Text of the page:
WASHINGTON – The United States on Wednesday said it had secretly removed malware from computer networks around the world in recent weeks, in a bid to pre-empt Russian cyber-attacks and probe Russian President Vladimir V. It is a step towards sending a message to Putin.
Attorney General Merrick B. The move, made public by Garland, has prompted U.S. officials to warn that Russia could try to strike at American complex structures – including financial companies, pipelines and electric grids – in response to drastic sanctions imposed by the United States. On the war in Ukraine on Moscow.
The malware enabled the Russians to create a “botnet” – a network of private computers infected with malicious software and controlled by GRU, the Russian military’s intelligence arm. But it is not clear what the purpose of the malware was, as it could be used for everything from surveillance to destructive attacks.
The United States does not want to wait to find out, a U.S. official said Wednesday. Equipped with the help of secret court orders in the United States and governments around the world, the Department of Justice and the FBI disconnected the network from its GRU controllers.
Mr. Garland said.
Court orders allow the FBI to access local corporate networks and remove malware, sometimes without the company’s knowledge.
President Biden has repeatedly said he would not put US forces in direct conflict with Russian forces, saying the situation could lead to a third world war. That is why it refused to use the US Air Force to create a no-fly zone over Ukraine or to allow the transfer of fighter jets from a NATO air base to Ukraine.
But his hesitation does not seem to extend to cyberspace. The operation, announced Wednesday, sought to disarm the Russian military’s main intelligence unit from computer networks inside the United States and around the world. There has also been a recent attempt by the Biden administration to frustrate Russian actions by making it public before Moscow goes on strike.
Although the United States is working to prevent Russian attacks, some American officials Putin may take his time in launching a major cyber operation that could hit the American economy.
So far, U.S. officials say, primary Russian cyber operations have been directed at Ukraine – including “Viper” malware designed to cripple Ukrainian government offices and an attack on a European satellite system called Vyasat. Details of the satellite attack, one of the first of its kind, are of particular concern to the Pentagon and American intelligence agencies, which fear it could expose vulnerabilities in complex communications systems that could be used by Russians and others.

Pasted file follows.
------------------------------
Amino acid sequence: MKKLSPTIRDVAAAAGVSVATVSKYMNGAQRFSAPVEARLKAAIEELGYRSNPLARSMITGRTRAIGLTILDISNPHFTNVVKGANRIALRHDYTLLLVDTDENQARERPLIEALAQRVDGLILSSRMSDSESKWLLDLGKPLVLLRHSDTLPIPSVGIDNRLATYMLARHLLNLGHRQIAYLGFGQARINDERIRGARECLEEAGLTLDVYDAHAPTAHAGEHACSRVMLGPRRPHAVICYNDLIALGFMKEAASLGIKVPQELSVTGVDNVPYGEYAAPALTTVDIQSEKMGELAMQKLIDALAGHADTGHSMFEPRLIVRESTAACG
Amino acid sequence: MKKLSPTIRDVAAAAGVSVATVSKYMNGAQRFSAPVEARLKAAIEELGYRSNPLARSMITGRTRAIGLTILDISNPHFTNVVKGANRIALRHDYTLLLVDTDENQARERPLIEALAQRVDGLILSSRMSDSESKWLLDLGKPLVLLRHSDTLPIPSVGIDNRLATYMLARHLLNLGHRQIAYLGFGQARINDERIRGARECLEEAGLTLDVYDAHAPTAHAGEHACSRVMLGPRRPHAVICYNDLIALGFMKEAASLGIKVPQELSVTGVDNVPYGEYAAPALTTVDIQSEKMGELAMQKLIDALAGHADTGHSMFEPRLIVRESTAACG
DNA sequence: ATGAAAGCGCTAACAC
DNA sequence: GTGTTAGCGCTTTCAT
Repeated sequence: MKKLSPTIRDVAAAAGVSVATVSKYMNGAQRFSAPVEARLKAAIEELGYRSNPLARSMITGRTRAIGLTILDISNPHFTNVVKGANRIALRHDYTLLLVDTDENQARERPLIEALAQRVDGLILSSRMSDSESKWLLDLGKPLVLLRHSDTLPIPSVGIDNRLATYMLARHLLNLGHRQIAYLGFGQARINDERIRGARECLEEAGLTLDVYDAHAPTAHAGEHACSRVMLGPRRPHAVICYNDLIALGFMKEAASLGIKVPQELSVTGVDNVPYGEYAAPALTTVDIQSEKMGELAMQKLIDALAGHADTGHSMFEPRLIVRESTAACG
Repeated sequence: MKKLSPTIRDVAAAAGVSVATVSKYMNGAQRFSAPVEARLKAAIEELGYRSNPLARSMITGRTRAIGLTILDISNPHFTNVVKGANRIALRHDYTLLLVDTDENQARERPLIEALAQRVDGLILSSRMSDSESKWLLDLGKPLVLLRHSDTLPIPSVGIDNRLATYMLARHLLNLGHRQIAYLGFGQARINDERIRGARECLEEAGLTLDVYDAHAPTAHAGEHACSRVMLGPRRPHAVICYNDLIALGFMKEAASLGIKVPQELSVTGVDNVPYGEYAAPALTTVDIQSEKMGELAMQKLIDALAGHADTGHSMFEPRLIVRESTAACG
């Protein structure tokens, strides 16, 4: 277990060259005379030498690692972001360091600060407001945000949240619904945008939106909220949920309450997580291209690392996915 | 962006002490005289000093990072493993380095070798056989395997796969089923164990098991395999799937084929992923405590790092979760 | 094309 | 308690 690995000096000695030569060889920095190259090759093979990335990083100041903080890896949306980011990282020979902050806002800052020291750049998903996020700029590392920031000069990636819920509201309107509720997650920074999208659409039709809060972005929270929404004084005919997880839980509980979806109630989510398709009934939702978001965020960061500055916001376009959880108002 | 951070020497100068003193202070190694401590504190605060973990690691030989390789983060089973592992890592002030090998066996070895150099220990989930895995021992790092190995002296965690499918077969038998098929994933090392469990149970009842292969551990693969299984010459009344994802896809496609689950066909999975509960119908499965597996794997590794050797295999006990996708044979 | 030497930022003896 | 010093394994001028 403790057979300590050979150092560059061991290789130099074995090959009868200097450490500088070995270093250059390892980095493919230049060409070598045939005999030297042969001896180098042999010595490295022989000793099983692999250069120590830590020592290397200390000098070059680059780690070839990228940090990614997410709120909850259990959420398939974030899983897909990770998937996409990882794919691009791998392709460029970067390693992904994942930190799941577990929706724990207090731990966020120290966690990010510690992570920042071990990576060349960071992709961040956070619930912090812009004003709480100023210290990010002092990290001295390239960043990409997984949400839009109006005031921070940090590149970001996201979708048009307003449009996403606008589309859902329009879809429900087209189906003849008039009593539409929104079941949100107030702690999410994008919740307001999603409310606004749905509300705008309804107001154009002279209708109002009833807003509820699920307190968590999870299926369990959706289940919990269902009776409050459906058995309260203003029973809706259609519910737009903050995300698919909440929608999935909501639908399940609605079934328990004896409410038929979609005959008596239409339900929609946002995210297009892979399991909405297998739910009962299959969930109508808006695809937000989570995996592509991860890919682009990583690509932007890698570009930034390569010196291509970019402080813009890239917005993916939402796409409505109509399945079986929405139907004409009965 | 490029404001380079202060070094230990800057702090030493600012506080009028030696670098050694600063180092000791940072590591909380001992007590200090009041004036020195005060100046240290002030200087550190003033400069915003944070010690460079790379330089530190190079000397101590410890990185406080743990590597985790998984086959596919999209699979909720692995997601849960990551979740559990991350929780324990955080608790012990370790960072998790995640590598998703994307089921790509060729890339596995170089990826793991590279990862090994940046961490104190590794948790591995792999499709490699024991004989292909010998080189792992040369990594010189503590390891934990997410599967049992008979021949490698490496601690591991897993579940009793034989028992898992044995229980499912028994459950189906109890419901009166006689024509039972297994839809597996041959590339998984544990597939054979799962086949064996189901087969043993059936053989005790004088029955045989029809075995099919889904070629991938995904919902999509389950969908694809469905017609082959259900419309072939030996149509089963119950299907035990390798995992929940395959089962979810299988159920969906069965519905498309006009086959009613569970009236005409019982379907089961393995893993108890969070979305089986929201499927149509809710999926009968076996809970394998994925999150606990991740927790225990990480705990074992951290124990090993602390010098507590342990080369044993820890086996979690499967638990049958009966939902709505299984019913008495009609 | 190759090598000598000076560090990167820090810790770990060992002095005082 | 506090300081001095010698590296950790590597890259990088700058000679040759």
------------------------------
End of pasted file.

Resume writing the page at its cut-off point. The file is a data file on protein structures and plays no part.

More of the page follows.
The Biden administration has instructed critical infrastructure companies in the United States to be prepared to prevent Russian cyber attacks, and intelligence officials in Britain have echoed those warnings. And while Russian hackers have sometimes opted to quietly infiltrate the network and gather information, the researchers said recent malware activity in Ukraine has shown Russia’s growing desire to inflict digital damage.
“They are engaged in a cyber war there that is very intense, but it is targeted,” said Tom Burt, a Microsoft executive who oversees the company’s efforts to combat major cyber attacks in Ukraine during the start of the war and to stop the attacks in Ukraine.
Security experts suspect that Russia may be responsible for other post-war cyber attacks, including on Ukrainian communications services, although some of these attacks are under investigation.
In January, as U.S. diplomats prepared to meet with their Russian counterparts in an effort to avoid a military conflict in Ukraine, Russian hackers were already finalizing a new piece of destructive malware.
The code was designed to delete data and render the computer system inefficient. Following this, the malware left a note for the victims, taunting them about losing information. U.S. And before Russian delegations met for a final attempt at diplomacy, hackers had already begun using malware to attack Ukraine’s complex infrastructure, including government agencies responsible for food security, finance and law enforcement.